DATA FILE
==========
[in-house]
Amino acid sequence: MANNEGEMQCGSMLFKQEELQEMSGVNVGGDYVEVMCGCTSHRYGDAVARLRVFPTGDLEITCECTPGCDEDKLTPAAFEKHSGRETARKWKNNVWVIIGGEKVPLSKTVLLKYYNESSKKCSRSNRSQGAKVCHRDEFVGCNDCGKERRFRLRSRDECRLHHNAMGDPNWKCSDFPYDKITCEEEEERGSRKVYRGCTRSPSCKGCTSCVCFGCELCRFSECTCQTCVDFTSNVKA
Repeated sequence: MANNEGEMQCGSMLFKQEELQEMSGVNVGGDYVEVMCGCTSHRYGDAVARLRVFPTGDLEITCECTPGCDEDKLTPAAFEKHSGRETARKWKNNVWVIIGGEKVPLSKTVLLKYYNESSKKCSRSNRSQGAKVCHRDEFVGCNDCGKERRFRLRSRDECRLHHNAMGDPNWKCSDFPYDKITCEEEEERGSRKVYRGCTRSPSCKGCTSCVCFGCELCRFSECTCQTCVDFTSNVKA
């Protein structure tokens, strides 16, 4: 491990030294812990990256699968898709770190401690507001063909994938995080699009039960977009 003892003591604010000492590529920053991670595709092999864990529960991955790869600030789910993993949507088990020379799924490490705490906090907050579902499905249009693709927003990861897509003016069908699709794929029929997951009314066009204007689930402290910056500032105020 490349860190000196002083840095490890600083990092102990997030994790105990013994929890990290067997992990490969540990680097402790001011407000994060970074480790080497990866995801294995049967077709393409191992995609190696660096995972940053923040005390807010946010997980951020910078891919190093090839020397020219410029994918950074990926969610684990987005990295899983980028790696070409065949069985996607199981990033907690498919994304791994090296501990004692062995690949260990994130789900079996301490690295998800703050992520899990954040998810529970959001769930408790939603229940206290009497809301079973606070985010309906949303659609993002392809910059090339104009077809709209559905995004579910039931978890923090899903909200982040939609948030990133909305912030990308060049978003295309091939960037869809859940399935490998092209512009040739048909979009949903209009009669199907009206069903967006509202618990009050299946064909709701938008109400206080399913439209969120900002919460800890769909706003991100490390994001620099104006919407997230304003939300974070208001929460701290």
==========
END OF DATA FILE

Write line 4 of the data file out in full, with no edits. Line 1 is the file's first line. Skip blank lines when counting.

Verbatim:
């Protein structure tokens, strides 16, 4: 491990030294812990990256699968898709770190401690507001063909994938995080699009039960977009 003892003591604010000492590529920053991670595709092999864990529960991955790869600030789910993993949507088990020379799924490490705490906090907050579902499905249009693709927003990861897509003016069908699709794929029929997951009314066009204007689930402290910056500032105020 490349860190000196002083840095490890600083990092102990997030994790105990013994929890990290067997992990490969540990680097402790001011407000994060970074480790080497990866995801294995049967077709393409191992995609190696660096995972940053923040005390807010946010997980951020910078891919190093090839020397020219410029994918950074990926969610684990987005990295899983980028790696070409065949069985996607199981990033907690498919994304791994090296501990004692062995690949260990994130789900079996301490690295998800703050992520899990954040998810529970959001769930408790939603229940206290009497809301079973606070985010309906949303659609993002392809910059090339104009077809709209559905995004579910039931978890923090899903909200982040939609948030990133909305912030990308060049978003295309091939960037869809859940399935490998092209512009040739048909979009949903209009009669199907009206069903967006509202618990009050299946064909709701938008109400206080399913439209969120900002919460800890769909706003991100490390994001620099104006919407997230304003939300974070208001929460701290």